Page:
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Getting fired can leave you feeling angry or even traumatized. You might be tempted to give your boss a piece of your mind, but it's critical to stay calm. Keep in mind that what you do in the next half hour can either have a negative impact on your career or be a stepping stone to something better. Here are some things to remember.
Unless you're calm, you won't be able to negotiate a reasonable severance package. Mary Beth Maxwell, Executive Director of American Rights at Work, advises people to wait a day or two before speaking with management about a severance plan. Take the time to research the policies of the company that terminated you. Know your rights.
You may think you have to be fired to collect unemployment, but that may not be the case. Even if you quit, you may still be able to collect those benefits. Check with the unemployment office and then offer a resignation instead. It will still sting, but at least you can save face.
You may have valuable information at your desk or on your computer. Make sure you don't leave that data behind. Even if an employer escorts you off the premises, ask to collect your things first.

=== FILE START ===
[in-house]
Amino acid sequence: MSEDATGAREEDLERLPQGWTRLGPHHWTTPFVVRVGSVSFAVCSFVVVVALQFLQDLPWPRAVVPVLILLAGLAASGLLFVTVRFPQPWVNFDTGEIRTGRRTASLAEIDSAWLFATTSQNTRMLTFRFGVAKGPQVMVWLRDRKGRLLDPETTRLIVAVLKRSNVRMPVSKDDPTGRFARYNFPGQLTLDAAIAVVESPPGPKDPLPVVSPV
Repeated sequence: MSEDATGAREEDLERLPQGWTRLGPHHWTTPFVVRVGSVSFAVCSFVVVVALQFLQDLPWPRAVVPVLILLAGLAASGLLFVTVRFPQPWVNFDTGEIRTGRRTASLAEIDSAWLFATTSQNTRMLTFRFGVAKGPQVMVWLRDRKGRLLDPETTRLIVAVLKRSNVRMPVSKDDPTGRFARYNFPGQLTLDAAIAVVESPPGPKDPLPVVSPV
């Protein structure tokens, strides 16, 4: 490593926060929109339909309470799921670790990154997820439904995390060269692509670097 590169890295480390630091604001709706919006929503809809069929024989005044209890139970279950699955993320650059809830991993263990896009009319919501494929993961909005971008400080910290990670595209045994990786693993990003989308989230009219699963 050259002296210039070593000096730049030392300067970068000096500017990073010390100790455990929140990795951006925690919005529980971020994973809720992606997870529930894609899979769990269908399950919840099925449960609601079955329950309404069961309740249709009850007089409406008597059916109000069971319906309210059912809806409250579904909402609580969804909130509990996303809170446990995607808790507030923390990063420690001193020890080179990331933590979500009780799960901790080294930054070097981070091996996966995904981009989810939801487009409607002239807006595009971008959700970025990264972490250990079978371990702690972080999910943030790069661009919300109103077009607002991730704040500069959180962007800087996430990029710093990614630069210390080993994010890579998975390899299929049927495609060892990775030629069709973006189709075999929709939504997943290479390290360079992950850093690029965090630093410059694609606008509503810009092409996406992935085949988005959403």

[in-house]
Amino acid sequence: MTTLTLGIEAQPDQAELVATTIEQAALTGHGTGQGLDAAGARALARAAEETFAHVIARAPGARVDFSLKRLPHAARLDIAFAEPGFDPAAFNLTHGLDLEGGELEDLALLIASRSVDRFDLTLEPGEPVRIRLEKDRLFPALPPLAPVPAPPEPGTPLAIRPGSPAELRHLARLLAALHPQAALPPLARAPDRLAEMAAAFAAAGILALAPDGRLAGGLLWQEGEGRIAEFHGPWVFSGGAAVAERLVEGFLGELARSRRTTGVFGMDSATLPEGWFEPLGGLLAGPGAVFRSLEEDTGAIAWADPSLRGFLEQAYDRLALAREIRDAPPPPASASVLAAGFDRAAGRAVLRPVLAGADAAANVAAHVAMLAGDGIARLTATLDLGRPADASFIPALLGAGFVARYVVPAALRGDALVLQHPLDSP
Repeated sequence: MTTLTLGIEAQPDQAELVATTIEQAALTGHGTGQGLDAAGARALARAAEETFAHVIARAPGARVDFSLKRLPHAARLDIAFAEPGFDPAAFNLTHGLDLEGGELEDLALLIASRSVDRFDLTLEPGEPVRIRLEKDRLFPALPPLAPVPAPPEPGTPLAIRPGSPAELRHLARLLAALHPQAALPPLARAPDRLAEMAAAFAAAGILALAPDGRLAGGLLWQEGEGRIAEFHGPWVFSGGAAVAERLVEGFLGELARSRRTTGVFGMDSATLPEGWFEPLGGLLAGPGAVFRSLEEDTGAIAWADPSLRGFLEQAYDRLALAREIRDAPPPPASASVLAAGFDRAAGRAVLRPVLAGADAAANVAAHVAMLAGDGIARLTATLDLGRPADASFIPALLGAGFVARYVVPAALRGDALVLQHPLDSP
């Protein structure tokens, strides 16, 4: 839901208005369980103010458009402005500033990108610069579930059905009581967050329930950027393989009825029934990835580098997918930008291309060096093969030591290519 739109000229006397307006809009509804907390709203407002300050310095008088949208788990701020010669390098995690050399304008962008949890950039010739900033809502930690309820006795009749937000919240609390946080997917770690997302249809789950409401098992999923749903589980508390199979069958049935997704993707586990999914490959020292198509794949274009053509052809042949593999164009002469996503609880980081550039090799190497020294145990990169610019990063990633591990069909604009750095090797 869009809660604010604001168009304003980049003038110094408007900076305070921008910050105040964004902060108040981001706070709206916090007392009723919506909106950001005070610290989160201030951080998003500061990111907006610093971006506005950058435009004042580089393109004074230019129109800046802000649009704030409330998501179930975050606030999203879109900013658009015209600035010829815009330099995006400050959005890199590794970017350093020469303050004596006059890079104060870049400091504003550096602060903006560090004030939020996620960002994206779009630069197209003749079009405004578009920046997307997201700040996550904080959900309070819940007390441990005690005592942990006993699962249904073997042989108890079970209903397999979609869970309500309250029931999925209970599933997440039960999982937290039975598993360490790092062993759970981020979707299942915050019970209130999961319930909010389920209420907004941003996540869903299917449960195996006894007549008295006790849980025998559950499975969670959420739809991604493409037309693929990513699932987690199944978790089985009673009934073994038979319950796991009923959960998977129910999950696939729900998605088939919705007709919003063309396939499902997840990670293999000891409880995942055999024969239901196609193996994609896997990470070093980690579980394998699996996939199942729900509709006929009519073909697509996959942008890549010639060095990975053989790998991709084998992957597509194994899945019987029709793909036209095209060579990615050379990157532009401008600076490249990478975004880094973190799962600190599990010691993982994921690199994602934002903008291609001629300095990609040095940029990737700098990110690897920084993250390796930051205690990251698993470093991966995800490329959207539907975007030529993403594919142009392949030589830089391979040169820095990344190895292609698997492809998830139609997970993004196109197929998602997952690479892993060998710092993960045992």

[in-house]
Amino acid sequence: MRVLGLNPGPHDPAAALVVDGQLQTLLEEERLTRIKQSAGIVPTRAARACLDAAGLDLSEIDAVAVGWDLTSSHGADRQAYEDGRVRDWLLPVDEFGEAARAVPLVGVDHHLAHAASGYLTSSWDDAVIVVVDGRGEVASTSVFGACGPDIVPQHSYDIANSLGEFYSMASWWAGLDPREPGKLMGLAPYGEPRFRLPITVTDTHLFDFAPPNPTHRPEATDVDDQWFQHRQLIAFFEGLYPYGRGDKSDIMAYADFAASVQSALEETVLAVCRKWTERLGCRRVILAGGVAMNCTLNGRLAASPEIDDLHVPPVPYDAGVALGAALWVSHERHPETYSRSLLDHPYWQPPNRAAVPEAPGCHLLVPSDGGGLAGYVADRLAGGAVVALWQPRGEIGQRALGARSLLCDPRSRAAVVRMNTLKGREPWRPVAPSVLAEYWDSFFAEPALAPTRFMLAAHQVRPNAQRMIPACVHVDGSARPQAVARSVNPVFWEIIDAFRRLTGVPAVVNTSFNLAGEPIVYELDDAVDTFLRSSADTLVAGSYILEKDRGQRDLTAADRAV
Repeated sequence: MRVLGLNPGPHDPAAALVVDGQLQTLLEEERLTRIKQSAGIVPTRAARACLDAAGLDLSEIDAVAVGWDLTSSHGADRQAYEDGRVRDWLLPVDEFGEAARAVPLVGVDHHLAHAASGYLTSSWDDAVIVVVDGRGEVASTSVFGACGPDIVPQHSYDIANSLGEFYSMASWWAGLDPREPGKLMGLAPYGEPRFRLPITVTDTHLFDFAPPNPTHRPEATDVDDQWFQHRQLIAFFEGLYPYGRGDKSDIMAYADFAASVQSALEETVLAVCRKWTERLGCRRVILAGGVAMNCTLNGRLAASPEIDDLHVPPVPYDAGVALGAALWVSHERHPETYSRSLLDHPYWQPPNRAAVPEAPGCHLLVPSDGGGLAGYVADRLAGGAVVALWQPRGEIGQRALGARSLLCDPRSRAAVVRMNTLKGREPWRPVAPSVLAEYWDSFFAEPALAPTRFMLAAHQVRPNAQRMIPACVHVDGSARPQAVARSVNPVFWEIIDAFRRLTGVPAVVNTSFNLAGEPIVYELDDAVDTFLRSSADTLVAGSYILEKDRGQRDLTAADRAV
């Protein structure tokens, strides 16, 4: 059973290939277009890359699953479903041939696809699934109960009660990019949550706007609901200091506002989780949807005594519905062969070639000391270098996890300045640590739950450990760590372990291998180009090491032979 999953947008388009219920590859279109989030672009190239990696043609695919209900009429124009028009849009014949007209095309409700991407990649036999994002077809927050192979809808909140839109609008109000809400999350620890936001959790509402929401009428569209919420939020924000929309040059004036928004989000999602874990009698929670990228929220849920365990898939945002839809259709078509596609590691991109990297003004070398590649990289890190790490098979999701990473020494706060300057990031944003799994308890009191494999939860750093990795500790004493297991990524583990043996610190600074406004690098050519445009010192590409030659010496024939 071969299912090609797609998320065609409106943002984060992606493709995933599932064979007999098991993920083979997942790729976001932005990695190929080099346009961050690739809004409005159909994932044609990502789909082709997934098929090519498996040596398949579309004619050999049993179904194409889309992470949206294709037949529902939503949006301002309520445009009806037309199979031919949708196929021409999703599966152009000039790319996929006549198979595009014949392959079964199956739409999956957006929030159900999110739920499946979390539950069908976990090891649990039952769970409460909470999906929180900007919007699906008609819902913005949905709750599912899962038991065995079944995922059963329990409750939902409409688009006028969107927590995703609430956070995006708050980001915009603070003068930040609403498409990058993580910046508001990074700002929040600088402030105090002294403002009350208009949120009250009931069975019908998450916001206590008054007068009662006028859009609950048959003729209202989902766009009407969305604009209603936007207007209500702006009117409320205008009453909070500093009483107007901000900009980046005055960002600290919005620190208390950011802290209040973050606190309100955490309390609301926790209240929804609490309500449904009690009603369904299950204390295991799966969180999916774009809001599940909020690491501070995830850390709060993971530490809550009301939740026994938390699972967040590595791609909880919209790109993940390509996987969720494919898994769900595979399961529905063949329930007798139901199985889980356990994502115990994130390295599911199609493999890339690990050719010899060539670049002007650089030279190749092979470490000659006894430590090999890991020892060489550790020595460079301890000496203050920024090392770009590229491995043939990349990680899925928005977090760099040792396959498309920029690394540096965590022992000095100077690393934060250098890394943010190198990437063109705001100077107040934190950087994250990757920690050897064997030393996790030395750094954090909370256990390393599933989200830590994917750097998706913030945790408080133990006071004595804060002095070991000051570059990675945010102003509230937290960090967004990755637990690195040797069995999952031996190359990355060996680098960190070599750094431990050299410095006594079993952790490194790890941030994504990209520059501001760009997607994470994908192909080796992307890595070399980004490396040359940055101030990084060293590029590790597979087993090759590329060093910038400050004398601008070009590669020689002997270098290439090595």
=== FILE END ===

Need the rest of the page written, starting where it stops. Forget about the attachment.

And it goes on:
Don't take the opportunity to bad-mouth your boss or fellow workers. Your next potential employer will run a background check on you, including calling your former workplace. Offend coworkers or a boss on the way out, and they may take revenge by giving you a negative review.
It may be painful showing someone else the ropes, but the company will view you as a better employee. They're also more likely to give you a good review when your next potential employer calls as part of a background check.
Learning from your mistakes is the best way to grow. Any failure can help you succeed if you change and grow from the experience. You'll also find out if your boss followed due process in ending your employment. You may be able to petition human services or even file a wrongful termination lawsuit.
In this digital age, future employers and other professionals in your field can see every social media post you make. Think about how you can phrase your termination in a positive light. Post or tell others that the job wasn't right for you and again, don't bash your former employer. Vent to a loved one at home instead.
Finally, don't despair. Take time to heal and then get back out there. It's likely that you'll find a job that's much better. Once you start your new job, you may find that termination was a blessing instead.
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